How to Grow Rosemary From Cuttings

If you want to propagate a new rosemary plant, growing it from cuttings is a fantastic way to do so. In this post, we will guide you on how to grow rosemary from cuttings in an easy and successful way.

Rosemary cutting being taken from a plant in a wooden box.
How to grow rosemary cuttings

Growing Rosemary from Cuttings

Rosemary is a versatile herb and a must-have in any herb garden. Although it is easy to grow from seeds, doing so can be a slow process. Growing rosemary from cuttings is a much easier and faster way to propagate rosemary plants. All you need is access to a healthy rosemary bush with some new spring growth, a jar of water, or a rooting hormone.

Note: cuttings bought from grocery stores are often sold as hardwood cuttings, which are usually unsuccessful. It is best to avoid using these cuttings.

When to Take Rosemary Cuttings

The timing of taking the cuttings is critical to their success. When picking the stem to cut, choose a mature one that is growing well, but still in the softwood stage (soft green flexible stems). Using hardwood cuttings decreases the chances of success. Avoid taking cuttings from a rosemary plant that has begun flowering, as it is in a different growth phase and is unlikely to produce roots easily. Rosemary usually flowers in late spring-early summer, so early spring is an ideal time to take cuttings. The plant should still have soft stem growth, but this is before flower buds appear.

How to Take Rosemary Cuttings

The way you cut the rosemary and the part of the plant you select for the cutting are crucial for successfully growing rosemary cuttings.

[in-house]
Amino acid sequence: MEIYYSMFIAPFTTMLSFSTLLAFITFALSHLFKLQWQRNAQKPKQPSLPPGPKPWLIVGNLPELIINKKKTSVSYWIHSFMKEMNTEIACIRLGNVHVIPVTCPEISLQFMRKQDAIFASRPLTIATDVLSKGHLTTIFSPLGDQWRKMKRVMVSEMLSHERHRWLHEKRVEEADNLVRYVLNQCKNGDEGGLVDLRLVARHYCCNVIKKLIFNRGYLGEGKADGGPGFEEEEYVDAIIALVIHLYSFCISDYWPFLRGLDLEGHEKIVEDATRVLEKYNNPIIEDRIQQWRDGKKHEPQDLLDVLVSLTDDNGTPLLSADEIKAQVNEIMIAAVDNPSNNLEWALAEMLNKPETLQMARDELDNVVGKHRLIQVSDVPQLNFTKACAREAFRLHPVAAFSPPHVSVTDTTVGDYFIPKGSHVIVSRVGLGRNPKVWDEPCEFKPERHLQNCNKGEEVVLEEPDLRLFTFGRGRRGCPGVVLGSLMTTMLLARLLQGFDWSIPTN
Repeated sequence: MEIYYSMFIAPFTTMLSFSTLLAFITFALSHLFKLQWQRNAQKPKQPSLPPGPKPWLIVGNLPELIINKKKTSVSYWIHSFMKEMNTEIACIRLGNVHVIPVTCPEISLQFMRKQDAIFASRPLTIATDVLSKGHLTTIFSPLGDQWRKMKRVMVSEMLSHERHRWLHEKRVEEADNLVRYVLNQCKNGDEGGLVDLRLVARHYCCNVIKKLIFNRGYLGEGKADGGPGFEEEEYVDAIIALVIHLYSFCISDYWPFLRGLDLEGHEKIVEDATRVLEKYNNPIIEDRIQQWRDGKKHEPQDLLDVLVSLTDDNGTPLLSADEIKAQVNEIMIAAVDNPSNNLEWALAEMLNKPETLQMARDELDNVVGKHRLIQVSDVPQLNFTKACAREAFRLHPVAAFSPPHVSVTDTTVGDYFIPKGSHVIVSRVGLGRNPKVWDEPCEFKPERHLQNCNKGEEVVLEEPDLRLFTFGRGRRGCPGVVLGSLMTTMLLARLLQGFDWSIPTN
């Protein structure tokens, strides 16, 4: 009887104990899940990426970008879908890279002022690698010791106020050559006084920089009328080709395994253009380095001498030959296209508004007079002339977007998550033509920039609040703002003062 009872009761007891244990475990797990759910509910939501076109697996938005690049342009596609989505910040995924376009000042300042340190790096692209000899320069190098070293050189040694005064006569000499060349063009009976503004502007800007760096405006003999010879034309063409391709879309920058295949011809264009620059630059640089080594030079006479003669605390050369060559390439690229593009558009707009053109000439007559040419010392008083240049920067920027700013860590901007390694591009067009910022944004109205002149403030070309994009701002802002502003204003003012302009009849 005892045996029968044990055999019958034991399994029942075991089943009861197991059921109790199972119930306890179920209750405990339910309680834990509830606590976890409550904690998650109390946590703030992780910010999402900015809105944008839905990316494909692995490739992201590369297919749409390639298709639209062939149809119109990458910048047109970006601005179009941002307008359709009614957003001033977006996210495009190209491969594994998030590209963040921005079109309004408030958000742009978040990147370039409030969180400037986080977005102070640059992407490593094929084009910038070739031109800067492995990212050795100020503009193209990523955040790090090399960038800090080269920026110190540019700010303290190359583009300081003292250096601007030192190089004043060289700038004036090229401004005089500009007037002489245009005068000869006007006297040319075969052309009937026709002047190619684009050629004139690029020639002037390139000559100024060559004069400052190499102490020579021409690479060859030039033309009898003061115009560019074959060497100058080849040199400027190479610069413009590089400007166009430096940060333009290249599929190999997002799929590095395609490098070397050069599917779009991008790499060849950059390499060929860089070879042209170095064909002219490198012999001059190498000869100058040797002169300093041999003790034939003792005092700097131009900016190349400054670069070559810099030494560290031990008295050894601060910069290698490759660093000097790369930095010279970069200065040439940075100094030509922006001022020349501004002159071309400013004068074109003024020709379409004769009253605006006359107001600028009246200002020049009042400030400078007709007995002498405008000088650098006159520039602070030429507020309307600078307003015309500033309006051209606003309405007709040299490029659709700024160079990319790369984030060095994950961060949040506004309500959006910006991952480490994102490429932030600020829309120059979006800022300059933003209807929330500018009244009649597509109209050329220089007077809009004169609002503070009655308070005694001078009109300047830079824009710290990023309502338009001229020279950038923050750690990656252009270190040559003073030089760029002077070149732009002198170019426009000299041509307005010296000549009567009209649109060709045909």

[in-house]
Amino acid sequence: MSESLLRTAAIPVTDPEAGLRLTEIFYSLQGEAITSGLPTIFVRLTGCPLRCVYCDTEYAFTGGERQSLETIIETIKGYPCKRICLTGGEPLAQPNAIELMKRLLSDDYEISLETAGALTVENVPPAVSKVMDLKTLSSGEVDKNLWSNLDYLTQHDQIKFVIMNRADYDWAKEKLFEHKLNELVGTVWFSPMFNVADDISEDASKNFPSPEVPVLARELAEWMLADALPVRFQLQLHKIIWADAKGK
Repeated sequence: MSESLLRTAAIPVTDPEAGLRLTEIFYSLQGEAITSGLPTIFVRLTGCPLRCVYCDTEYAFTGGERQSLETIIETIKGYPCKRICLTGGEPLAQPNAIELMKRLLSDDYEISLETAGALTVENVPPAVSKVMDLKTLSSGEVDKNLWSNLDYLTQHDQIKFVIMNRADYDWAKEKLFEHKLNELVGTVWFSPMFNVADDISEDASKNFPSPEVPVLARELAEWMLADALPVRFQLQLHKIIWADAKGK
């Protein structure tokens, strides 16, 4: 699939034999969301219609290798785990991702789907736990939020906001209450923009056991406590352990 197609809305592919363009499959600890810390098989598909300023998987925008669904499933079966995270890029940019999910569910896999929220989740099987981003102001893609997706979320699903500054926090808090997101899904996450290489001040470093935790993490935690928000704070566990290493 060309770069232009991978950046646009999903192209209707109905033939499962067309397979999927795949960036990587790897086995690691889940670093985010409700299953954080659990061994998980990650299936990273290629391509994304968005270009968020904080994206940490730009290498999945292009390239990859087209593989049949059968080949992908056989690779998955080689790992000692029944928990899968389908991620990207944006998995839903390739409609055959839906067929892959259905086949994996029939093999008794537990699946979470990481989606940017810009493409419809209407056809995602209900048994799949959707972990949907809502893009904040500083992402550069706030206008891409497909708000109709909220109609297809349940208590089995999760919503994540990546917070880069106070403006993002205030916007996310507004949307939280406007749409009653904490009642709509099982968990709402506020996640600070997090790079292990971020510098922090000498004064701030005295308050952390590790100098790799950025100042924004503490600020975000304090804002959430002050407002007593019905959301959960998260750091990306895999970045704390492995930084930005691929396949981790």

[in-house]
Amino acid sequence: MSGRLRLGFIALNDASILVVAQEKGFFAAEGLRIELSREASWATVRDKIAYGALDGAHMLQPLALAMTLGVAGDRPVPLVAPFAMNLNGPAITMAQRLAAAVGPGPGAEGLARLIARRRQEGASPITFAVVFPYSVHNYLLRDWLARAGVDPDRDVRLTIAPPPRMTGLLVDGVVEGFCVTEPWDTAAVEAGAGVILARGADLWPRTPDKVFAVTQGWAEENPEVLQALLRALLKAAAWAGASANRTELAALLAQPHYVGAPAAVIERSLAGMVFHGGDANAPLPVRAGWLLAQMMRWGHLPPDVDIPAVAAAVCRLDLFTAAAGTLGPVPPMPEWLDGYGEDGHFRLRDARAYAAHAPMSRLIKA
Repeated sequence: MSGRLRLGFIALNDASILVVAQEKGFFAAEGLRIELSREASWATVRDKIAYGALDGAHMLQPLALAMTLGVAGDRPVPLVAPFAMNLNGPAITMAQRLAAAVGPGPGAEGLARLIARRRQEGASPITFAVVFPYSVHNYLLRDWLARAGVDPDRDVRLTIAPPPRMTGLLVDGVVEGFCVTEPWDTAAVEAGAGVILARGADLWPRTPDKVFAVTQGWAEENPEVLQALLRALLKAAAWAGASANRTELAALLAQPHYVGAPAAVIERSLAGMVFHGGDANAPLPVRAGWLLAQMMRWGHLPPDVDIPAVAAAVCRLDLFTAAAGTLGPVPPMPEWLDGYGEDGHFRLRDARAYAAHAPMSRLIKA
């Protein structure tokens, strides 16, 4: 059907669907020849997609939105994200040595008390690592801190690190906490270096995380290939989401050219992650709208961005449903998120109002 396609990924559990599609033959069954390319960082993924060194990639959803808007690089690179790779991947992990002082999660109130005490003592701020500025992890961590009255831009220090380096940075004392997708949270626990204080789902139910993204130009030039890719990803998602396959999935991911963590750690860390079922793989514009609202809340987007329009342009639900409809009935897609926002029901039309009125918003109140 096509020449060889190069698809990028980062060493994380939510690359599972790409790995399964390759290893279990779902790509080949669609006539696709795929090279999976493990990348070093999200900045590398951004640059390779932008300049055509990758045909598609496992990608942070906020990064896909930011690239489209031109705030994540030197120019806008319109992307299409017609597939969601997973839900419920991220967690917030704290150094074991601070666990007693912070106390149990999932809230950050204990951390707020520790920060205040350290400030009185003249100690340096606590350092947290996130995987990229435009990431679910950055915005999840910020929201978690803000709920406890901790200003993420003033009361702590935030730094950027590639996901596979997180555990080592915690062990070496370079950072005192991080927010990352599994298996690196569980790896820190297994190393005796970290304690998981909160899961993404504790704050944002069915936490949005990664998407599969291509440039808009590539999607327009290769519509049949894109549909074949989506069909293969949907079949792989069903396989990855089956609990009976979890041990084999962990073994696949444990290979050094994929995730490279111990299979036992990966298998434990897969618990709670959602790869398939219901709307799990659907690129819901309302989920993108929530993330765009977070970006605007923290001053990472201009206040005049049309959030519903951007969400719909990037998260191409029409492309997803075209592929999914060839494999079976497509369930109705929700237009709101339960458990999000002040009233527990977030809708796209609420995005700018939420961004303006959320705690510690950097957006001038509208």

First, choose a healthy rosemary plant with lots of green growth. Take softwood cuttings that are new and soft, green growth found at the ends of branches in the spring, for them to have a better chance of success.

Use sharp pruning shears or scissors or a sharp knife to take cuttings for a clean cut that helps grow them successfully. Blunt tools can lead to ragged ends, allowing disease or pests to attack the cutting or the parent plant.

Take no more than half the stem length, leaving enough on the plant to regrow easily. Cut directly above a leaf pair (growth node) to aim for a cutting of at least 4 inches, although shorter cuttings may also be successful. Take several cuttings to increase your chances of success.

Remove the lower leaves from the leaf nodes until the lower half of the cutting is leaf-less. Ensure to retain at least three pairs of leaves at the top of the stem to assist the growth of the cutting once roots are established.

>> Related article: How to harvest rosemary

Rooting Rosemary Cuttings

Start rooting rosemary cuttings before planting them in the soil to provide them with a better chance of success.

1. Root Rosemary Cuttings in Water

Rooting rosemary cuttings in water is one of the easiest ways to do so.

Place the cut rosemary stem in a jar or glass of fresh water, and leave it in an area that receives indirect sunlight until roots appear. Change the water every few days to keep it fresh. It can take up to two weeks for the roots to appear.

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